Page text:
Their works were immense and audacious – from wrapping the Reichstag in Berlin in silver fabric to a white fabric fence 15ft high and running over 25 miles of hill farms in California. They were pretty much the first artists to create work on such a scale.
What was even more impressive for me was the way they realised these projects. At that scale they cost millions each, but every single one was paid for by the artists themselves and financed entirely by the sale of their preparatory sketches and artworks. I was lucky enough to speak with Jeanne-Claude a few times before she died ten years ago. Always abrupt and no nonsense, she was the driving force behind the realisation of their creations, but always had time to speak to me just starting out.
Their last piece, the wrapping of the Arc de Triumph in Paris, has been postponed until next year now, but I already have my train tickets – this will be the last chance to ever see work like this.
What projects do you have in the pipeline?
Besides a year’s worth of projects currently on hold, I’ve been making a start on a couple of personal projects.
It’s been refreshing to create work for myself. I usually only work to commission which is a very different way of working. The biggest one of these projects looks at redundant and ruined buildings and how they tell the story of how the landscape has been shaped by people over the centuries.
For this project I’m transforming a range of structures in the landscape and turning them into temporary follies for a day.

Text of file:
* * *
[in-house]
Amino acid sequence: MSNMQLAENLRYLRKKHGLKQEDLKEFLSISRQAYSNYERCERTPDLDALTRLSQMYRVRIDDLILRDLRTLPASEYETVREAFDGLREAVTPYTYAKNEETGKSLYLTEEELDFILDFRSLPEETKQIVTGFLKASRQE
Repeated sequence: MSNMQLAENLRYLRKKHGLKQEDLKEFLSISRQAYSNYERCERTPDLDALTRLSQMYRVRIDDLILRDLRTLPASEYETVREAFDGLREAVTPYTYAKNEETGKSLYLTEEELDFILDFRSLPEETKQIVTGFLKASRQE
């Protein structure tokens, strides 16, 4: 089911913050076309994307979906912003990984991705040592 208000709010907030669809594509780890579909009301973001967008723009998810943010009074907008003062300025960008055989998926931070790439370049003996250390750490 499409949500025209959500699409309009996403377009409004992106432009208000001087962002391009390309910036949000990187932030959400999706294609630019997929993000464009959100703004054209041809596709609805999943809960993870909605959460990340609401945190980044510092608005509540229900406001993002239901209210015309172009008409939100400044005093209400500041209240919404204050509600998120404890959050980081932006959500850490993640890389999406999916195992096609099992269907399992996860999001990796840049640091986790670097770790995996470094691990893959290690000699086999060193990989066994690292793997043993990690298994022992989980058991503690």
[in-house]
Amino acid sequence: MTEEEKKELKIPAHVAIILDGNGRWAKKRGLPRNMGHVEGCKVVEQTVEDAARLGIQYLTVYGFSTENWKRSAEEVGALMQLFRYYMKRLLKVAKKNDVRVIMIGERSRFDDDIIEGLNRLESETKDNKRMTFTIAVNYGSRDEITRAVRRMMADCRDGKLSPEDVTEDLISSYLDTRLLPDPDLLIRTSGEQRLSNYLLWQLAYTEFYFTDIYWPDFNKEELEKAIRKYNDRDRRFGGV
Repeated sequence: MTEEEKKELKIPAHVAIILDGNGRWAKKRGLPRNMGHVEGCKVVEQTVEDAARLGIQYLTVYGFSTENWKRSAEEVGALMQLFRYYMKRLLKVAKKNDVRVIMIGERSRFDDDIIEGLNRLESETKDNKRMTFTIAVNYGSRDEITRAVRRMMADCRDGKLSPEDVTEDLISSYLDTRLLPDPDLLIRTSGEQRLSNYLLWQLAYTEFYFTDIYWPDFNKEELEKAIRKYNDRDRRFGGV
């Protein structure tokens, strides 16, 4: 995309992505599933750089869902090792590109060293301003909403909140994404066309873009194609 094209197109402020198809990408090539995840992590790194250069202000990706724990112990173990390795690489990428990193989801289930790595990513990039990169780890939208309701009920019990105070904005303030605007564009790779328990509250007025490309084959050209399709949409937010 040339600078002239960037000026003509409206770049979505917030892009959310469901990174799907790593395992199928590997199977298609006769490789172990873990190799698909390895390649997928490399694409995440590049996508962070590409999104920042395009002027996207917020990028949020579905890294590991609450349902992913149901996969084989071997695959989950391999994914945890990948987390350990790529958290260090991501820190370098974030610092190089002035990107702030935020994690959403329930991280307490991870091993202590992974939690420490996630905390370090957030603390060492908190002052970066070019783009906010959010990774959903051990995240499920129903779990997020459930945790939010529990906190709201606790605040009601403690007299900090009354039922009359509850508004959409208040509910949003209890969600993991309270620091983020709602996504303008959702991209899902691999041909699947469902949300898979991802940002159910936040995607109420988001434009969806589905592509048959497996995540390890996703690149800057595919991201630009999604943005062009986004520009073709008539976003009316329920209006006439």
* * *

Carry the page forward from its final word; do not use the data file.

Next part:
These are generally unremarkable buildings, but are still an essential part of the character of the landscape in Teesdale and Weardale. As they’re not commissioned I don’t need to publicise them of confine myself to certain timescale, so I can pick the days when the weather is right for the piece. The pieces are then photographed and filmed for a future exhibition. I’ve done the first two this summer already and I’m looking to do another two later this year. As these are just a personal project at the moment I’m self-funding it through print sales on my website (something else I’d never done until this year).
This seems to be working at the moment for these sized pieces, but I’m also talking to other organisations to help realise some larger ones and maybe make them public events so other people can come along and see them for real.
What do you think people look for in art, and what makes good art?
I think everybody looks for something different in art - and that’s what makes it diverse and interesting. Personally I think there’s art and there’s great art and I’m always striving towards great art. For me it’s not so much about being a pretty picture – that can be, and frequently is, a bit shallow on its own. Good art is about having something to say – it has a reason for existing. Whereas great art is art that really matters.
Visit www.stevemessam.co.uk to see more of Steve’s work. Prints and the ‘Hush’ photo essay book are all available in the online shop.